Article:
Management of ACL tears – A third option, Ligament healing?

Since I graduated university as a physiotherapist in the late 1990’s, I have been taught that complete ACL ruptures don’t naturally heal because they tear through their blood supply and the ligament endings are too far apart to join back together naturally.

This conventional “wisdom” has really been unquestioned until recently, where studies have shown that, yes, at three months, complete ruptures do not heal, but this is a very different story when the knee is examined again at 2 years.  At the 2-year mark, 30% of ACL ruptures treated conservatively will show signs of healing (Filbay et al, 2023).

Since 2014, Dr Tom Cross and his father, Mr Mervyn Cross (retired orthopedic surgeon) have been working on a bracing protocol (Cross-bracing protocol (CBP)), which is aimed to facilitate primary healing of the ACL after rupture, with exciting and potentially game changing results.

The idea is simple.  As early as possible after the ACL is torn (within the first 7-10 days, but no later than 21 days after the injury), brace the knee at 90 degrees, where the ligament is at its shortest, the ends potentially crossover and it has the greatest potential to heal.  The knee is kept in this position for 4 weeks, then the knee is gradually extended out to straight within the brace over a period of 8 weeks (12 weeks in total).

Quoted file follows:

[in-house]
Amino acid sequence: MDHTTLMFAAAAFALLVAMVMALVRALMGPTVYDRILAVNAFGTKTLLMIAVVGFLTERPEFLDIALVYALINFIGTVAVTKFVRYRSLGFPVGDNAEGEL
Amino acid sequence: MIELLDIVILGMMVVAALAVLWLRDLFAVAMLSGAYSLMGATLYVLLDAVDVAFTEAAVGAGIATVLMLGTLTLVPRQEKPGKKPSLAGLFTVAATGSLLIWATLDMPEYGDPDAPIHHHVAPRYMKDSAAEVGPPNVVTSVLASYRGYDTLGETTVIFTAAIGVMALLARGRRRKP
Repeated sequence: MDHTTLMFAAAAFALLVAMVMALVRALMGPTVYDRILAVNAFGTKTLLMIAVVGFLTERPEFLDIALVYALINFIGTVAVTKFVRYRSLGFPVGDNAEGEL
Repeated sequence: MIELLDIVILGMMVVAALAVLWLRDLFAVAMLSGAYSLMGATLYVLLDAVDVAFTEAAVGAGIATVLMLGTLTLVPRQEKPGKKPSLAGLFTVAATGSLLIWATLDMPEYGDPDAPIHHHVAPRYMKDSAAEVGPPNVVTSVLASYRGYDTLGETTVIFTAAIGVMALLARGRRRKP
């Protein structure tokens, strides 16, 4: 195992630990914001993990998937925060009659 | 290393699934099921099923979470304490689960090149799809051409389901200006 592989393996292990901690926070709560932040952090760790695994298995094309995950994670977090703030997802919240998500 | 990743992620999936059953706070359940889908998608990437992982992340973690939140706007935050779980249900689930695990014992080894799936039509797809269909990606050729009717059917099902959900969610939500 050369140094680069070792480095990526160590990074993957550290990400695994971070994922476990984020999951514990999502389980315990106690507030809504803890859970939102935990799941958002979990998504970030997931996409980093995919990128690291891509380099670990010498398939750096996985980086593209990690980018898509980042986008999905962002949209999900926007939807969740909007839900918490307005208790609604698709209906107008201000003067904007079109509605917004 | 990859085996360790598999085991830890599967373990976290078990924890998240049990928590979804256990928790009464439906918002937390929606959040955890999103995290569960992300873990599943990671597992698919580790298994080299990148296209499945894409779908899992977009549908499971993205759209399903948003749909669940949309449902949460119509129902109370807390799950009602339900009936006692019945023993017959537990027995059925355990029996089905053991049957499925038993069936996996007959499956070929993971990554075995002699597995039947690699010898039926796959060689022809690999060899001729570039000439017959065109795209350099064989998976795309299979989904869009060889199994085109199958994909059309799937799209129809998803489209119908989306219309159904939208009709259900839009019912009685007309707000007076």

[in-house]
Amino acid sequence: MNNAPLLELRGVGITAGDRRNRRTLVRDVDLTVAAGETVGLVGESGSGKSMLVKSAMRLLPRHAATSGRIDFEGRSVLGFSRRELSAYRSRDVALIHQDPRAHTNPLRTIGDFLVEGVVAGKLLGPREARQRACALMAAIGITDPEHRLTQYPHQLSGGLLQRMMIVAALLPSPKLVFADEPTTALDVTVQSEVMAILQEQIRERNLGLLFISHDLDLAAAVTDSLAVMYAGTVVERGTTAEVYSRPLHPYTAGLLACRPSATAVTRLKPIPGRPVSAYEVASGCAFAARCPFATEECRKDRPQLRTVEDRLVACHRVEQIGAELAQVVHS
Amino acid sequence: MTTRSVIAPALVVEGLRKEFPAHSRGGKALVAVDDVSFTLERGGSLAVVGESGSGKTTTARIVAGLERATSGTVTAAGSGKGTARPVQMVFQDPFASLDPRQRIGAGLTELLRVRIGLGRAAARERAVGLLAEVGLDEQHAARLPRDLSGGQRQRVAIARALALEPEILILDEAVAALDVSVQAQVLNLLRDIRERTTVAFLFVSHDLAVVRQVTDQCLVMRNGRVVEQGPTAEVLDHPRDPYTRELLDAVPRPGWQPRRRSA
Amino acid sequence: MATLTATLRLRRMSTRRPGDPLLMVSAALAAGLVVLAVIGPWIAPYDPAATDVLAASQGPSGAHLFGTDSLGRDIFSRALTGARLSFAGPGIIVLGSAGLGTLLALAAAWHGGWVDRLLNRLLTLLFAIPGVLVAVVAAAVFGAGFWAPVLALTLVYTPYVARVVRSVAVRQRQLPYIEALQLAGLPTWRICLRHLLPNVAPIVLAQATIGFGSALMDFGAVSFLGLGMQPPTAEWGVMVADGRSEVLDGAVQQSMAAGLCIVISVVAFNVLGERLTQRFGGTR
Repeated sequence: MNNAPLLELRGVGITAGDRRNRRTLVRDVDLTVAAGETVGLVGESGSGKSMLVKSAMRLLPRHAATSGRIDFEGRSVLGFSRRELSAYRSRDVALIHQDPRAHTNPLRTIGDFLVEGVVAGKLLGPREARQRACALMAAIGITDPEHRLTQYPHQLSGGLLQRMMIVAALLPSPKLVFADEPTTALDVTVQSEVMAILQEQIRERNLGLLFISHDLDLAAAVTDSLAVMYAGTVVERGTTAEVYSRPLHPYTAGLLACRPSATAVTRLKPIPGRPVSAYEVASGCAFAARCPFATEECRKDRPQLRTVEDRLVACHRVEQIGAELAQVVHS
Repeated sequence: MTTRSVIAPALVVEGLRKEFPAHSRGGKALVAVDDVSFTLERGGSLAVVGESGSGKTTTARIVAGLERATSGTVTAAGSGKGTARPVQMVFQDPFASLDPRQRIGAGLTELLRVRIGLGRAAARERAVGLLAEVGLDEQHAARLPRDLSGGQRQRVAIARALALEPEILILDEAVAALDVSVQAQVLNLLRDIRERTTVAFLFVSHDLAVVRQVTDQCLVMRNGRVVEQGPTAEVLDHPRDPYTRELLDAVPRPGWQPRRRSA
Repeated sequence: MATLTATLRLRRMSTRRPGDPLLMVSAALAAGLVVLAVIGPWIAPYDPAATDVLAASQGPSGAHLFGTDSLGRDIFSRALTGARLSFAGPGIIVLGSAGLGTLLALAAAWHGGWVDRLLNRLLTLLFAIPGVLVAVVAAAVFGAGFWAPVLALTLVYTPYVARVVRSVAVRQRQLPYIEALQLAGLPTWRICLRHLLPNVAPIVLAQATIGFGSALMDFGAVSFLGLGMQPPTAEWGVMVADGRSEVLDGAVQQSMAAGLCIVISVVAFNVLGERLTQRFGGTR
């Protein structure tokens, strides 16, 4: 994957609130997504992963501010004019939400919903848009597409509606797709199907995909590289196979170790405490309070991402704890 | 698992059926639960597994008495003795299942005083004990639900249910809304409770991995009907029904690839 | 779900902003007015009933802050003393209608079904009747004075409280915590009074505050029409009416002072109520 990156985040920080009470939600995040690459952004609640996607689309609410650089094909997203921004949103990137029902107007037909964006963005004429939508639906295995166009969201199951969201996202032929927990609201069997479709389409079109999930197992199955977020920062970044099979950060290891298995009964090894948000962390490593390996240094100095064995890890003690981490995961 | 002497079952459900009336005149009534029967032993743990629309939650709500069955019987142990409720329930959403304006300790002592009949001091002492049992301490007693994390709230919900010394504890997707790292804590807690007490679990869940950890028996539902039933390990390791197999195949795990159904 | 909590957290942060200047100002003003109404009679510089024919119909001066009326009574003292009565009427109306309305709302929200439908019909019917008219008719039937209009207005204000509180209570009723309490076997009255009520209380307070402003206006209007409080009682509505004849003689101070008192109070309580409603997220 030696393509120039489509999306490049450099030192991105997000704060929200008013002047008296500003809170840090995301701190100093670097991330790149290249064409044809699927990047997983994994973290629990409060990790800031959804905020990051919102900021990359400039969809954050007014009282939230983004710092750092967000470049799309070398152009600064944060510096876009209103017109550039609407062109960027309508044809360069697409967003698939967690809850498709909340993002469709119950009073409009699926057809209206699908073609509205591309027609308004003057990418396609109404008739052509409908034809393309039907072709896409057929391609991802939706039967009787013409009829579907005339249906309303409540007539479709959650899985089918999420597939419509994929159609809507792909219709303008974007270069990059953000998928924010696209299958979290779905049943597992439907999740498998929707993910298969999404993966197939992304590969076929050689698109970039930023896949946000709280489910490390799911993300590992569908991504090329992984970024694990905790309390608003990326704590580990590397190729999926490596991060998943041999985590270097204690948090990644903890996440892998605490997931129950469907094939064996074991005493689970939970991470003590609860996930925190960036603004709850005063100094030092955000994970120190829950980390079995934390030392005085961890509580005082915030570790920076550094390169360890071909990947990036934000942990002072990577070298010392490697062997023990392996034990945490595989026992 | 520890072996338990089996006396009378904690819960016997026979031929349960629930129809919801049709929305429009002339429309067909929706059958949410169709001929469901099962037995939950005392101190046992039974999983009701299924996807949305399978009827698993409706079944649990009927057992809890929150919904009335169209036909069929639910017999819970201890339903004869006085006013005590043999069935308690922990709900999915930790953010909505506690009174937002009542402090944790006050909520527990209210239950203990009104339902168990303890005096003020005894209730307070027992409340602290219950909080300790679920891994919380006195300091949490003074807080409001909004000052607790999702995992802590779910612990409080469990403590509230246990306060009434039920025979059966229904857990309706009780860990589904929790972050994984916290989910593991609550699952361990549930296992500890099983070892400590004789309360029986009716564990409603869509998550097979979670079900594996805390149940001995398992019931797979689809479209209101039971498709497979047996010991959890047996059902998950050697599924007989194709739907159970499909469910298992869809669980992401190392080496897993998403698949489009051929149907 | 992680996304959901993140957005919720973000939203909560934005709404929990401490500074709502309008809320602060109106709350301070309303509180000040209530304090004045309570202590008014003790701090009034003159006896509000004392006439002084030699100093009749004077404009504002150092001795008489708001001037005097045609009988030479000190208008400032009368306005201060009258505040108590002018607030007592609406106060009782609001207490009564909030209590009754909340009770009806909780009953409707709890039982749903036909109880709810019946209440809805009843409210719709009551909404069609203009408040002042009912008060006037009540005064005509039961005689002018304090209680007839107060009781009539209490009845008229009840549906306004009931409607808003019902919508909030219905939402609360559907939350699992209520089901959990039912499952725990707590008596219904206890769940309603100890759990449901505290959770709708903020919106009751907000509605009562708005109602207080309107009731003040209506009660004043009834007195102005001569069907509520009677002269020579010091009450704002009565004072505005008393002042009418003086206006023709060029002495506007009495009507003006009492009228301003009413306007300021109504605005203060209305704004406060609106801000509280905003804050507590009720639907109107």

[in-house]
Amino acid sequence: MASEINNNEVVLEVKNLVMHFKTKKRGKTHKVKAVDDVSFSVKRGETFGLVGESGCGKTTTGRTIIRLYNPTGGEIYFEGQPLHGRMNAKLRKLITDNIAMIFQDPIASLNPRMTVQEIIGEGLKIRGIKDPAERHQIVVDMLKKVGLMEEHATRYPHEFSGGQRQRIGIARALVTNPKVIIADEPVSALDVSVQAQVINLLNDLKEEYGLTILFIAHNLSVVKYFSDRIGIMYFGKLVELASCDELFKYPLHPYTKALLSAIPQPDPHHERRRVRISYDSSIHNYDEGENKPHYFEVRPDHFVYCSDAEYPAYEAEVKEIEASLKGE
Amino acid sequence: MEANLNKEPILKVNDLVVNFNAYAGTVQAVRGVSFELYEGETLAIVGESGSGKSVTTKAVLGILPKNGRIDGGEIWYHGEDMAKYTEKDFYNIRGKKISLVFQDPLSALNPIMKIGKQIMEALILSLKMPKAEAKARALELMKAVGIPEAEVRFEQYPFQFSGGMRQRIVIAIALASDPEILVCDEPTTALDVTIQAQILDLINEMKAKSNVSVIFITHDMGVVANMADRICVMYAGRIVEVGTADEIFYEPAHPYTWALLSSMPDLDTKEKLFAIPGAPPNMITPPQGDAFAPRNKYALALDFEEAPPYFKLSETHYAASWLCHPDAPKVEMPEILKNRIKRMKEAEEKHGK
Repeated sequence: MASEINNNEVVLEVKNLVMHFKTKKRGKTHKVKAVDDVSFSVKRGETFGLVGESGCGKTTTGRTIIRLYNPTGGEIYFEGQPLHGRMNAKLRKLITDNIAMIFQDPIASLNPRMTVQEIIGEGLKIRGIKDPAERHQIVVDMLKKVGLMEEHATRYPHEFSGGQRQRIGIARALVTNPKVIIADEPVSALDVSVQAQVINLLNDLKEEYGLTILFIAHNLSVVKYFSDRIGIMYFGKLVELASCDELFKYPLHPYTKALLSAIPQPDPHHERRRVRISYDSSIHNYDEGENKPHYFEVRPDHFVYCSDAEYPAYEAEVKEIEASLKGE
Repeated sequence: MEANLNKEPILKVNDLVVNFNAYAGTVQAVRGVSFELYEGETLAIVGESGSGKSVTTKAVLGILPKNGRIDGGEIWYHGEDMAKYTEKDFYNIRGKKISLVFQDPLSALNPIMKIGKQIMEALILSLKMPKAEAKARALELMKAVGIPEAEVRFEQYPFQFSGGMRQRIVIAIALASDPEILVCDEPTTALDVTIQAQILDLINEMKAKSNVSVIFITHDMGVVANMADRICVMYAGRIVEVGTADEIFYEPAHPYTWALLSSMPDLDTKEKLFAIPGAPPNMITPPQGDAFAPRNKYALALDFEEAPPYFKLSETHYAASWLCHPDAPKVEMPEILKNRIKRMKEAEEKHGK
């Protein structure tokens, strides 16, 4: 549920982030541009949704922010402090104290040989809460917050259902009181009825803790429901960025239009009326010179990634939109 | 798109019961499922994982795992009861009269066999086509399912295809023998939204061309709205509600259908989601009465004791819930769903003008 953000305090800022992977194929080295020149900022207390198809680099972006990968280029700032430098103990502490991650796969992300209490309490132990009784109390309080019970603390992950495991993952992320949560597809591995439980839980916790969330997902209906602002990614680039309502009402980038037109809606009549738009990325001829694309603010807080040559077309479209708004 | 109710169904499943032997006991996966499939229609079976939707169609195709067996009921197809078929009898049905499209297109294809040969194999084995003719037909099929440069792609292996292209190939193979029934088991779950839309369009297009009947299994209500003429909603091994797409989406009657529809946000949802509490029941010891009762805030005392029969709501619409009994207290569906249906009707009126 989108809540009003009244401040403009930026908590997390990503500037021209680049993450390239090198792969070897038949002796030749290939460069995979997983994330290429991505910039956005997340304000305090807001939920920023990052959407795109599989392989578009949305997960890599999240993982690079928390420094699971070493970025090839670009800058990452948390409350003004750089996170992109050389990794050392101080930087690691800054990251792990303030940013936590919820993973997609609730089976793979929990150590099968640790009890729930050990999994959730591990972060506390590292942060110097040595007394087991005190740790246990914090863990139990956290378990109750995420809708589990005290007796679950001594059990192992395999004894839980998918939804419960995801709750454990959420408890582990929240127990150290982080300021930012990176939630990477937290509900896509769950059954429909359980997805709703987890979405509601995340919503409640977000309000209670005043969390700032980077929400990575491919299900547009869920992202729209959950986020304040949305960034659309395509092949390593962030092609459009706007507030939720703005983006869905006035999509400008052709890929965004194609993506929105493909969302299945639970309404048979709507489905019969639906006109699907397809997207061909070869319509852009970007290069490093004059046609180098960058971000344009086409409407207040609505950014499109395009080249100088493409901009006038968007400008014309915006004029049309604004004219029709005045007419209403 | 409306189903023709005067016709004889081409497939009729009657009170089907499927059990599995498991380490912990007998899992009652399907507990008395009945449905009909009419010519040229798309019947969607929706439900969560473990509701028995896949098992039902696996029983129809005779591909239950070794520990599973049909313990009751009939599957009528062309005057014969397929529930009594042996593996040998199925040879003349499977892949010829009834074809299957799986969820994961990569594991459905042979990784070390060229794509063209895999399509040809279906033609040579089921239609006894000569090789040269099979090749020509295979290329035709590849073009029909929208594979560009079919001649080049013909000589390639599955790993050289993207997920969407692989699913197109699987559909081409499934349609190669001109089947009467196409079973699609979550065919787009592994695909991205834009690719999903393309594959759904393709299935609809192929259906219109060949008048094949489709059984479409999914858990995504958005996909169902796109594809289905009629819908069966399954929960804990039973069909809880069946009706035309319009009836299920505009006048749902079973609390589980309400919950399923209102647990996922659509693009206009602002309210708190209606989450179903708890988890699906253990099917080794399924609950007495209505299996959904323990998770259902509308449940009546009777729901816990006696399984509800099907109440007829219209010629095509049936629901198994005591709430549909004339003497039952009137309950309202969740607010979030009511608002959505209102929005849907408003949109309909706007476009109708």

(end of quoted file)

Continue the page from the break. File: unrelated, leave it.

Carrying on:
The initial results are very exciting.  At the 3-month mark:

  • 50% of patients treated with cross bracing show a healing, normal sized ACL that is thickened, with 92% returning to sport at the 12-month mark
  • 40% of patients treated with cross bracing showed healing, but the ACL was lengthened and thinner.  However, of these participants, 64% returned to sport

This is compared to only 55% of people who have an ACL reconstruction returning to sport and of these only half will return to the previous level of sporting activity (~27%)

Th additional benefit of the CBP is that concurrent meniscal injuries, which are extremely common with an ACL tear (39% of females and 49% of males), also healed during this time without further intervention required.

Although it is still early days in the CBP trials and there are no long-term studies, it appears that there is an additional potential pathway if you have an ACL rupture.


Filbay SR, Dowsett M, Jomaa MC, Rooney J, Sabharwal R, Lucas P, Van Den Heever A, Kazaglis J, Merlino J,Moran M, Allwright M, Kuah DEK, Durie R, Roger G, Cross M, Cross T (2023)  Healing of acute anterior cruciate ligament rupture on MRI and outcomes following non-surgical management with the Cross Bracing Protocol.  British Journal of Sports Medicine No. 0 P.1–8.

Filbay SR, Roemer FW, Lohmander LS, et al (2023) Evidence of ACL healing on MRI following ACL rupture treated with rehabilitation alone may be associated with better patient-reported outcomes: a secondary analysis from the KANON trial. British Journal of Sports Medicine No. 57. P.91–9.

Webster A (2023) Bend the knee: the game changing procedure for athletes with ACL injuries.  The Sydney Morning Herald.  30th June 2023.

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